I just finished reading Mark Paytress’ interview/article in the August 2010 issue of Mojo magazine, about Joanna Newsom. It is an article that begins by laying out her frustrations with the media’s insistent portrayal of her as some sort of “airy-fairy kookball”, a harp plucking fairy enchantress pulled from a hazy, vaguely renaissance world outside our own. Paytress stops just short of suggesting that Newsom threw a snit fit when he used the word “enchanting” to describe her. The sense, from reading the article, is that her main objection to the use of that word is that it undermines the music, and that it is implicitly sexist (although I suspect it is also rooted in a very human desire to not be reduced to a simplistic caricature of oneself).
I started thinking about the idea of “enchantment”, about Newsom’s discomfort with it, about its implications regarding her femininity, and her feminism. It’s something I’ve been struggling with in her music for some time, tracing the depiction of womanhood that she presents. I’m still working out all of the things that Joanna is saying about being a woman in the world, and couldn’t possibly explore them all at this point, but I do want to think out some ideas I have about this particular word and how I see it fitting into her work.
I was lucky enough to see Joanna perform on a cold, rainy night in March of this year. Have One on Me had come out a few weeks before, and the barrage of press it was receiving all focused on the noticeable shift in Newsom’s artistry: her voice was different, clearer, many of the songs traded harp for piano, and the lyrics were some of her most direct, telling stories of women who had loved, or tried to love, and found themselves trapped by it all. It was a record about roots, planted firmly in the earth, set in a smoky, dim parlour where glasses of whisky clinked against dark, heavy wooden tables.
When Newsom came onto stage that night to perform the record, she literally glowed. She is one of those rare folks who seem to send out all manner of good feeling into the world around her. She was breath-taking, warm, radiant, comforting; she filled the room with a tangible energy. I felt the air was thick with it. I was, forgive me, enchanted.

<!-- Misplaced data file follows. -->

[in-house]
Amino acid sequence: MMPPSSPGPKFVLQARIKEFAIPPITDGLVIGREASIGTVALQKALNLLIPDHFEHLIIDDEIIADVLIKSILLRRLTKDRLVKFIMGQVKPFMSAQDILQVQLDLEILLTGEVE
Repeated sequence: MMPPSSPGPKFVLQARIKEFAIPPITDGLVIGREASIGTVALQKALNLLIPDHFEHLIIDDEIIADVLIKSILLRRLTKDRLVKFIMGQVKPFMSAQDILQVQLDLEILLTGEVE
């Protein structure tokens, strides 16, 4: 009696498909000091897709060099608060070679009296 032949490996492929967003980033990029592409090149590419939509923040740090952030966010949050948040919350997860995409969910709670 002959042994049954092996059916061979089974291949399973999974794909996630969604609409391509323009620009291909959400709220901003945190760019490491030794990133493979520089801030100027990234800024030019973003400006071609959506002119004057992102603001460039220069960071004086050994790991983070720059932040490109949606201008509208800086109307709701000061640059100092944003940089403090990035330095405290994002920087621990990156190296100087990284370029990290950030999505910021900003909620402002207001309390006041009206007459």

I suppose this is why I find the “enchanting” representation of Newsom problematic. On one hand, I completely understand it. She is enchanting. Her writing is so lush, so layered, so lovingly detailed. Her music fills you until you’re overflowing. It dips and dives and plummets and reaches such heights of emotion, it’s impossible not to be moved. She plays with ideas of excess, both explicitly and implicitly, through her visual imagery, much of it rooted in the natural, physical world*. She is a field of poppies grown knee deep, swarms of delicate moths, and a meteor across an impossibly dark sky. Many listeners can’t help but pull these images together into a collective portrayal of the sort of woodsy goddess character that the media seems to have fallen in love with. I believe this to be the source of her reputation as a sort of earth-sprite.
Or, I should say, I wish this was the source of that depiction. I wish that people looked at her words and recognized the power and strength that Newsom seems to derive from the earth, and her struggle to explore that connection while maintaining the possibility of some greater, much more ethereal existence. I guess what I am trying to articulate here is that if people recognized this in her music, and portrayed her as being “spiritual” or “earthy” rather than being a kooky, neo-wood nymph, we wouldn’t be talking about why she is so offended by the word “enchanting”. It’s the choice of words, the choice of narrative that matters.